Miguel Rojas

From BR Bullpen

Note: This page is for major league infielder Miguel Rojas, for others with similar names, click here.

Miguel Rojas Fort Bragg.jpg

Miguel Elias Rojas Naidernoff

  • Bats Right, Throws Right
  • Height 5' 11", Weight 187 lb.

BR page

Biographical Information[edit]

Miguel Rojas is an infielder who made his major league debut in 2014.

Rojas signed with the Cincinnati Reds in November 2005; the scouts were Luis Baez and Maximo Rombley. In his pro debut, he struggled for the VSL Reds, hitting .178/.317/.197 with 8 RBI in 58 games. He made 24 errors at short, fielding .917. He split 2007 between the VSL Devil Rays/Reds (.228/.336/.337 in 30 G) and DSL Reds (4 for 16, 2B, 3 BB). In 2008, he came to the US with the Billings Mustangs but fell back under the Mendoza Line at .183/.248/.245, though he fielded .963 at SS (leading Pioneer League shortstops).

With the 2009 Dayton Dragons, Rojas put up a .273/.326/.339 line with 14 steals in 22 tries. He fielded .977 and Baseball America named him the best defensive shortstop in the Midwest League (he led the league's shortstops in fielding percentage and 220 putouts). That winter, he hit .287/.330/.330 for the Tiburones de La Guaira in his Venezuelan League debut (though he had played briefly in the 2007-2008 Venezuelan League postseason).

In 2010, Rojas's offensive production fell and he made stops with the AZL Reds (3 for 4), Lynchburg Hillcats (.230/.271/.270 in 74 G) and Carolina Mudcats (6 for 27, 2 BB). He only had six extra-base hits in 275 at-bats, while stealing 14 bases in 19 attempts. In 2010-2011, he batted .312/.378/.336 for La Guaira. Only Cesar Suarez had a better average among their players with 100+ at-bats. During the summer of '11, Rojas played for the AZL Reds (8 for 17, 3 2B, 6 BB) and Carolina (.259/.302/.285 in 68 G). He missed time with wrist and rotator cuff injuries. In the winter of 2011-2012, he posted a .298/.324/.356 line for the Tiburones.

During the 2012 Caribbean Series, Rojas joined the Tigres de Aragua and put on a strong effort. He hit .389/.500/.444 and was named the All-Star shortstop; the line is even more impressive as the 2012 Series was a pitcher-dominated affair. Of the tourney's All-Stars, only outfielder Jesus Feliciano had a better OPS and no one had a better OBP.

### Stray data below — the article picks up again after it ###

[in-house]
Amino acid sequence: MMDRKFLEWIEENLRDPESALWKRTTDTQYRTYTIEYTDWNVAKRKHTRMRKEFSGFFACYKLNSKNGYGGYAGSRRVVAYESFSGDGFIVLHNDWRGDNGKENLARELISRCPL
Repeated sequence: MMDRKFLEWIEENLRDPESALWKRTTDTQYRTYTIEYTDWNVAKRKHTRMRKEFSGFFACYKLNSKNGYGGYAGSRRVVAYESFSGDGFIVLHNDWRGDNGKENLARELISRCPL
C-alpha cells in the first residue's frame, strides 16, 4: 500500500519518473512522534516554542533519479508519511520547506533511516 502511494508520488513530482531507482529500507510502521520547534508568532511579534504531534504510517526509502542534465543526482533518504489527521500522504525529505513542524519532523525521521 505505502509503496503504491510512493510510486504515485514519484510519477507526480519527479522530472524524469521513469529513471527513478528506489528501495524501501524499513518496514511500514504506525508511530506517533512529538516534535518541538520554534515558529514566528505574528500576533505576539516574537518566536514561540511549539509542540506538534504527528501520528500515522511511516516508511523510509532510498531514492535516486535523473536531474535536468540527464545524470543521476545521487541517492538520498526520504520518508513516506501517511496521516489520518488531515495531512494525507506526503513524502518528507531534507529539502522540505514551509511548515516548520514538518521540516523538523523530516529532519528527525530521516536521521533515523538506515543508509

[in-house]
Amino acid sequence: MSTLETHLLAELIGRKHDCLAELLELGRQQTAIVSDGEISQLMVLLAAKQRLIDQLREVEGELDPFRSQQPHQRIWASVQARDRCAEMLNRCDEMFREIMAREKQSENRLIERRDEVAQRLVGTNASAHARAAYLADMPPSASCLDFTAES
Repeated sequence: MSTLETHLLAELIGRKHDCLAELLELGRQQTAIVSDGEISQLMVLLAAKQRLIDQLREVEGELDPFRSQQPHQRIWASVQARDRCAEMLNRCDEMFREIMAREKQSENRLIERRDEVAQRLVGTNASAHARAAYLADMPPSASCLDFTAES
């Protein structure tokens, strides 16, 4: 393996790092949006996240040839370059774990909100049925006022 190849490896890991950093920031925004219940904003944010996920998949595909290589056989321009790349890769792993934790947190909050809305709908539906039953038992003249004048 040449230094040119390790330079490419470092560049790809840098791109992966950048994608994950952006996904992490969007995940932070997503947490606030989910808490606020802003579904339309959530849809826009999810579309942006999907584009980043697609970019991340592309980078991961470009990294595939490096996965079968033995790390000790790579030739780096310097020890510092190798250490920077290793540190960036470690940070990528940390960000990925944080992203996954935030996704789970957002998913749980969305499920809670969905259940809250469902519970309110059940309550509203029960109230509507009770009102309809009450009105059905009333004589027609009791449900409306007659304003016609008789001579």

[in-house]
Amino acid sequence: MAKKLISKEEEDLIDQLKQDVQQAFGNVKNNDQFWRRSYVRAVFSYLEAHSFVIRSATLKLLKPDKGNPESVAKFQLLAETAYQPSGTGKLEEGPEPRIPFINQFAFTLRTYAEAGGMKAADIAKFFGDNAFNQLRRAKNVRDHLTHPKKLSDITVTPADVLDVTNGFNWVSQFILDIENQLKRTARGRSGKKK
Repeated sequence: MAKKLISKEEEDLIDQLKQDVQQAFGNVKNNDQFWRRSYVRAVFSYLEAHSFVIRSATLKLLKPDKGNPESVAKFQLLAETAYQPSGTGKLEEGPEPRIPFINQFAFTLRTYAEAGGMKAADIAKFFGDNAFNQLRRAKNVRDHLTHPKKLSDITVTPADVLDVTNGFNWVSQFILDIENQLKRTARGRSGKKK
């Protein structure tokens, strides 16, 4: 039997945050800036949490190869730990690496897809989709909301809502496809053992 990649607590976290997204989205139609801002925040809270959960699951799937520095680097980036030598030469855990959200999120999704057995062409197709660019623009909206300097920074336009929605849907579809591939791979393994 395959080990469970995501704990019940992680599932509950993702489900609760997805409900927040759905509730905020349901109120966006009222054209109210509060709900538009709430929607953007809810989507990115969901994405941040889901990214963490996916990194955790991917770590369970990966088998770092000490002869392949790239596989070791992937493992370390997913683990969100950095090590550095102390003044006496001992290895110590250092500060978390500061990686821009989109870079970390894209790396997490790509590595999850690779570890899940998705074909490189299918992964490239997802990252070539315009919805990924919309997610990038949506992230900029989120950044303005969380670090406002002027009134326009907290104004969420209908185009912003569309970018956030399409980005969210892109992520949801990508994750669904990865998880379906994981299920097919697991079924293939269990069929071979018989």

Rojas first reached the major leagues with the Los Angeles Dodgers during the 2014 season, after having been signed as a minor league free agent following the 2012 season. He played 85 games in his rookie year but hit just .181 with 1 homer and 9 RBis for an OPS+ of 34. He appeared in one postseason game, making an out in his only at-bat of the Division Series against the St. Louis Cardinals. He saw most of his action at shortstop, but also appeared at third base. Already 25, it did not look at that point as if he had any chance of having a substantial big league career. However, he caught a big break after the season when he was traded by the Dodgers to the Miami Marlins as part of a big seven-player deal. Joining him in heading to Miami were IF Dee Gordon and P Dan Haren, in return for Austin Barnes, Chris Hatcher, Andrew Heaney and Kiké Hernandez. The trade ended up helping both teams.

With Miami in 2015, he improved to .282 in 60 games, although his lack of power, bringing his OPS+ to 94, a good number for his role of utility infielder. In 2016, he appeared in 123 games, but still had only 194 at-bats as he was used as a jack of all trades, seeing playing time at all infield positions, but being only used as a starter at shortstop and second base. He batted .247 with 1 homer and 14 RBIs for an OPS+ of 69. He began the transition to becoming a starter in 2017, when he had 272 at-bats, easily the most of his career thus far, in 90 games. He batted .290 and for the first time broke the 100 mark in OPS+, finishing at 103.